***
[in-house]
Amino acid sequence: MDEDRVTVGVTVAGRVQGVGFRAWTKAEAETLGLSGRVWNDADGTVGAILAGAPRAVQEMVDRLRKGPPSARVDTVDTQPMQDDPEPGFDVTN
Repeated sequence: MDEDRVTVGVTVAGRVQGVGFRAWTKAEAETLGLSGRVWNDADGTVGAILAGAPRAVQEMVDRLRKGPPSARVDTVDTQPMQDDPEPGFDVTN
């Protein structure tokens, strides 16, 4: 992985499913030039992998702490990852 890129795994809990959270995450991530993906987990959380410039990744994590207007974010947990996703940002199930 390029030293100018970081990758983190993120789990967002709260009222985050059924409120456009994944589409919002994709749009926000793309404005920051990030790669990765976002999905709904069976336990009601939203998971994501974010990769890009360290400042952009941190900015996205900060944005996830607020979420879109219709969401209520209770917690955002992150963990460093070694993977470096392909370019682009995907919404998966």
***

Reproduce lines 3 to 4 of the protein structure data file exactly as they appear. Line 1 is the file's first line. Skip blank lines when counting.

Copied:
Repeated sequence: MDEDRVTVGVTVAGRVQGVGFRAWTKAEAETLGLSGRVWNDADGTVGAILAGAPRAVQEMVDRLRKGPPSARVDTVDTQPMQDDPEPGFDVTN
């Protein structure tokens, strides 16, 4: 992985499913030039992998702490990852 890129795994809990959270995450991530993906987990959380410039990744994590207007974010947990996703940002199930 390029030293100018970081990758983190993120789990967002709260009222985050059924409120456009994944589409919002994709749009926000793309404005920051990030790669990765976002999905709904069976336990009601939203998971994501974010990769890009360290400042952009941190900015996205900060944005996830607020979420879109219709969401209520209770917690955002992150963990460093070694993977470096392909370019682009995907919404998966």